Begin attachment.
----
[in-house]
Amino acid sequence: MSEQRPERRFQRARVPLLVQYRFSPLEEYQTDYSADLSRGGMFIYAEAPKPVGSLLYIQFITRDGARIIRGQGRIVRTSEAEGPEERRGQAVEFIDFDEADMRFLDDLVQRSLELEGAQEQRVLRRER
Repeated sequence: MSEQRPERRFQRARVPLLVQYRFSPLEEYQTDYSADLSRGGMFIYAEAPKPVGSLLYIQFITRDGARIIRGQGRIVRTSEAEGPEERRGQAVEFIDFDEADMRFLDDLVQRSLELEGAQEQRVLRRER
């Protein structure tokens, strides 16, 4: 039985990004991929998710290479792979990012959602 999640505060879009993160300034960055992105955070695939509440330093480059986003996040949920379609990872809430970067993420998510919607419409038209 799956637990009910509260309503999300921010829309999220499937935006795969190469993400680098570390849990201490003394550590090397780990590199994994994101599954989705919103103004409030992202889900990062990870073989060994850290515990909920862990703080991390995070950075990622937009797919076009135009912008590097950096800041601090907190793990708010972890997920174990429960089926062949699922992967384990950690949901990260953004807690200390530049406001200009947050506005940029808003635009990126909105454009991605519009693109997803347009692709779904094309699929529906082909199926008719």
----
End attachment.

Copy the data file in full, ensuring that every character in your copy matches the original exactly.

[in-house]
Amino acid sequence: MSEQRPERRFQRARVPLLVQYRFSPLEEYQTDYSADLSRGGMFIYAEAPKPVGSLLYIQFITRDGARIIRGQGRIVRTSEAEGPEERRGQAVEFIDFDEADMRFLDDLVQRSLELEGAQEQRVLRRER
Repeated sequence: MSEQRPERRFQRARVPLLVQYRFSPLEEYQTDYSADLSRGGMFIYAEAPKPVGSLLYIQFITRDGARIIRGQGRIVRTSEAEGPEERRGQAVEFIDFDEADMRFLDDLVQRSLELEGAQEQRVLRRER
């Protein structure tokens, strides 16, 4: 039985990004991929998710290479792979990012959602 999640505060879009993160300034960055992105955070695939509440330093480059986003996040949920379609990872809430970067993420998510919607419409038209 799956637990009910509260309503999300921010829309999220499937935006795969190469993400680098570390849990201490003394550590090397780990590199994994994101599954989705919103103004409030992202889900990062990870073989060994850290515990909920862990703080991390995070950075990622937009797919076009135009912008590097950096800041601090907190793990708010972890997920174990429960089926062949699922992967384990950690949901990260953004807690200390530049406001200009947050506005940029808003635009990126909105454009991605519009693109997803347009692709779904094309699929529906082909199926008719």